Reading about other people’s experiences and talking with cruisers, we’ve decided that having a work room would make a lot of sense. It would be near the engine and hence increase ease of engine access. It would provide for all tools to live together comfortably, rather than being tucked in different lockers throughout the boat. A work room would also allow us to close the door on an ongoing project and go to dinner, to sleep or off the boat without wasting too much time cleaning up. Finally, and most importantly for the health of our marriage, it would take the oily tools and rusty parts off the galley counter where they already drive me insane, and give them a nice home. So if only we had a room ready for this, that life would be oh so perfect.
But boats, especially production boats, are not designed with the needs of cruisers in the foreground. So as soon as we finished thinking about the great idea of a work room, we came to the realization that we would need to sacrifice something to get it. In our case, it was our en suite head/shower. It is sad to be reduced to one smaller head/shower, but the benefits of having a workroom far outweigh the cost. So on we went with the project.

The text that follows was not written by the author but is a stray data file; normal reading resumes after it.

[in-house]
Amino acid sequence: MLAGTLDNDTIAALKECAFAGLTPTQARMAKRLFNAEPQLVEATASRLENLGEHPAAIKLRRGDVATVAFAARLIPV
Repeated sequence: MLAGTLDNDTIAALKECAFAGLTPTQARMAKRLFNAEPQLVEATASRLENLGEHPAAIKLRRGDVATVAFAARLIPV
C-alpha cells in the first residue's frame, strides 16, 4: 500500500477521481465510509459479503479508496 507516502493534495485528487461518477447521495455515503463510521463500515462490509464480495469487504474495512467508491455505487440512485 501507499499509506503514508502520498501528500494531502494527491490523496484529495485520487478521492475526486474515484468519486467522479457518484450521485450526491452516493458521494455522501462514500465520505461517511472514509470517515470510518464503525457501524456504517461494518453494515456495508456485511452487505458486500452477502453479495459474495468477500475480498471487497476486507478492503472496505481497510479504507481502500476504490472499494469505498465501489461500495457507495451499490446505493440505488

Admittedly it was a bit smelly to take the head out, but I was lucky enough not to be partaking in the fun. Paul and our friend Ben, who is up helping us with our long list of projects, were the two lucky gentlemen to dismantle an entire bathroom. Paul, was excited, to be able to see the joker valve before he really had to; he is now much more equipped to deal with our plumbing on the boat.
After all the contents of the old head were removed, I spent some time sanding and painting the workroom. Paul ordered a butcher block for it, which arrived last week. He did a beautiful job of installing the butcher block and shelving units; our work room is on its way to completion. I cannot wait to see all the tools go into their shelves in that room! Paul, however, is concerned that the beauty of his butcher block, which is admittely gorgeous, will be compromised by exposure to diesel and other fluids. He might have to cut a sacrificial piece of plywood to protect the block, at least for a little while.
Incidentally, we met Ted Hood, the designer of our boat, at the Newport Boat show last weekend. We told him how much we loved his design and how we were getting ready to leave soon. We also mentioned to him that we had turned the aft head into a work room. That took him by surpise, judging from his expression of “what exactly did you do to my boat???” We are just hoping that he didnt have some magic formula for the trim of the boat involving that head.